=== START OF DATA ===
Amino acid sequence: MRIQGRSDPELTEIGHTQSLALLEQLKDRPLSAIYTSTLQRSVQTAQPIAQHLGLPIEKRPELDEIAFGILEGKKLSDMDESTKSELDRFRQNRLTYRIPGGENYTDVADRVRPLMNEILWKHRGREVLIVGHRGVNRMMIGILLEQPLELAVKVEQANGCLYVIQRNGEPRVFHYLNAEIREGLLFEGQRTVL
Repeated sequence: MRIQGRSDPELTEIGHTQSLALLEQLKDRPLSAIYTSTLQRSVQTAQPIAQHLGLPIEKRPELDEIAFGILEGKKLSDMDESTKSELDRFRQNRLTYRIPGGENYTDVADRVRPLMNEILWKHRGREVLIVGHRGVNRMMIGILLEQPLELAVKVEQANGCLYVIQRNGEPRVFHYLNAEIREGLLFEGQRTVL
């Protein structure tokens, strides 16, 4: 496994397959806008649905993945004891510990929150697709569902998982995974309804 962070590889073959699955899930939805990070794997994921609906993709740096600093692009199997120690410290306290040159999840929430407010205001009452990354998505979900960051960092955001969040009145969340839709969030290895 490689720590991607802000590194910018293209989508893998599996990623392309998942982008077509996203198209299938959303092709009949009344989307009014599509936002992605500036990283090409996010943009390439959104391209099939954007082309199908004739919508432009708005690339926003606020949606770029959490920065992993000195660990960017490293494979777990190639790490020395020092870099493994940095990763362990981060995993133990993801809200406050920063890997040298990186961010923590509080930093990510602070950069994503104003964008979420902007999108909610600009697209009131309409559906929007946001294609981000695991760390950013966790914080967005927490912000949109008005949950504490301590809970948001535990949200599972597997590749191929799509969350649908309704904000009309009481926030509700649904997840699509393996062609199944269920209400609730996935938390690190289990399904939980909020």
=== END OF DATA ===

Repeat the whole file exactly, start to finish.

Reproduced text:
Amino acid sequence: MRIQGRSDPELTEIGHTQSLALLEQLKDRPLSAIYTSTLQRSVQTAQPIAQHLGLPIEKRPELDEIAFGILEGKKLSDMDESTKSELDRFRQNRLTYRIPGGENYTDVADRVRPLMNEILWKHRGREVLIVGHRGVNRMMIGILLEQPLELAVKVEQANGCLYVIQRNGEPRVFHYLNAEIREGLLFEGQRTVL
Repeated sequence: MRIQGRSDPELTEIGHTQSLALLEQLKDRPLSAIYTSTLQRSVQTAQPIAQHLGLPIEKRPELDEIAFGILEGKKLSDMDESTKSELDRFRQNRLTYRIPGGENYTDVADRVRPLMNEILWKHRGREVLIVGHRGVNRMMIGILLEQPLELAVKVEQANGCLYVIQRNGEPRVFHYLNAEIREGLLFEGQRTVL
């Protein structure tokens, strides 16, 4: 496994397959806008649905993945004891510990929150697709569902998982995974309804 962070590889073959699955899930939805990070794997994921609906993709740096600093692009199997120690410290306290040159999840929430407010205001009452990354998505979900960051960092955001969040009145969340839709969030290895 490689720590991607802000590194910018293209989508893998599996990623392309998942982008077509996203198209299938959303092709009949009344989307009014599509936002992605500036990283090409996010943009390439959104391209099939954007082309199908004739919508432009708005690339926003606020949606770029959490920065992993000195660990960017490293494979777990190639790490020395020092870099493994940095990763362990981060995993133990993801809200406050920063890997040298990186961010923590509080930093990510602070950069994503104003964008979420902007999108909610600009697209009131309409559906929007946001294609981000695991760390950013966790914080967005927490912000949109008005949950504490301590809970948001535990949200599972597997590749191929799509969350649908309704904000009309009481926030509700649904997840699509393996062609199944269920209400609730996935938390690190289990399904939980909020």